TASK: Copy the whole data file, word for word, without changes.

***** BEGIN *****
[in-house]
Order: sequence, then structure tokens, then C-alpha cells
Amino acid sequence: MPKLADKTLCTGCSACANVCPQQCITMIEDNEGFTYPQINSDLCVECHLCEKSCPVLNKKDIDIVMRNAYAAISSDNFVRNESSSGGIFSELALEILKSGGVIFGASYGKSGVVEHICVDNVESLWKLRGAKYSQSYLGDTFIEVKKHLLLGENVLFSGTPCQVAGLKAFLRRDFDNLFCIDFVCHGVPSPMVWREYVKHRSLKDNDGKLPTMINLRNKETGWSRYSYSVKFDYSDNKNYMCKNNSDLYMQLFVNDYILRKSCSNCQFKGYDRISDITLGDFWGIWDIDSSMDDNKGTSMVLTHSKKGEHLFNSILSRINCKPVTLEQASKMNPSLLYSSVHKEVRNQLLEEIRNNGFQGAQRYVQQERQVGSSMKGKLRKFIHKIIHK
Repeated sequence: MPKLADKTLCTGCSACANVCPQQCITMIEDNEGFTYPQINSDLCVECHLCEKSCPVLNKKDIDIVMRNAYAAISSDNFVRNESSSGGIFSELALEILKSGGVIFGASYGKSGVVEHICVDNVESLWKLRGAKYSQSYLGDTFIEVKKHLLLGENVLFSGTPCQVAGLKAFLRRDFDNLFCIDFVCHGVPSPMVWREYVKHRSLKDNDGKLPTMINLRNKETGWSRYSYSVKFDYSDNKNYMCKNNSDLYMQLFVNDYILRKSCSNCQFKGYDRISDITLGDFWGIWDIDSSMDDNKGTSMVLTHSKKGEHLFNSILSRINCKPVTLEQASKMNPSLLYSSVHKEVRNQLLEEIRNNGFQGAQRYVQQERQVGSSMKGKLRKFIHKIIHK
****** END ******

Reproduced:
[in-house]
Order: sequence, then structure tokens, then C-alpha cells
Amino acid sequence: MPKLADKTLCTGCSACANVCPQQCITMIEDNEGFTYPQINSDLCVECHLCEKSCPVLNKKDIDIVMRNAYAAISSDNFVRNESSSGGIFSELALEILKSGGVIFGASYGKSGVVEHICVDNVESLWKLRGAKYSQSYLGDTFIEVKKHLLLGENVLFSGTPCQVAGLKAFLRRDFDNLFCIDFVCHGVPSPMVWREYVKHRSLKDNDGKLPTMINLRNKETGWSRYSYSVKFDYSDNKNYMCKNNSDLYMQLFVNDYILRKSCSNCQFKGYDRISDITLGDFWGIWDIDSSMDDNKGTSMVLTHSKKGEHLFNSILSRINCKPVTLEQASKMNPSLLYSSVHKEVRNQLLEEIRNNGFQGAQRYVQQERQVGSSMKGKLRKFIHKIIHK
Repeated sequence: MPKLADKTLCTGCSACANVCPQQCITMIEDNEGFTYPQINSDLCVECHLCEKSCPVLNKKDIDIVMRNAYAAISSDNFVRNESSSGGIFSELALEILKSGGVIFGASYGKSGVVEHICVDNVESLWKLRGAKYSQSYLGDTFIEVKKHLLLGENVLFSGTPCQVAGLKAFLRRDFDNLFCIDFVCHGVPSPMVWREYVKHRSLKDNDGKLPTMINLRNKETGWSRYSYSVKFDYSDNKNYMCKNNSDLYMQLFVNDYILRKSCSNCQFKGYDRISDITLGDFWGIWDIDSSMDDNKGTSMVLTHSKKGEHLFNSILSRINCKPVTLEQASKMNPSLLYSSVHKEVRNQLLEEIRNNGFQGAQRYVQQERQVGSSMKGKLRKFIHKIIHK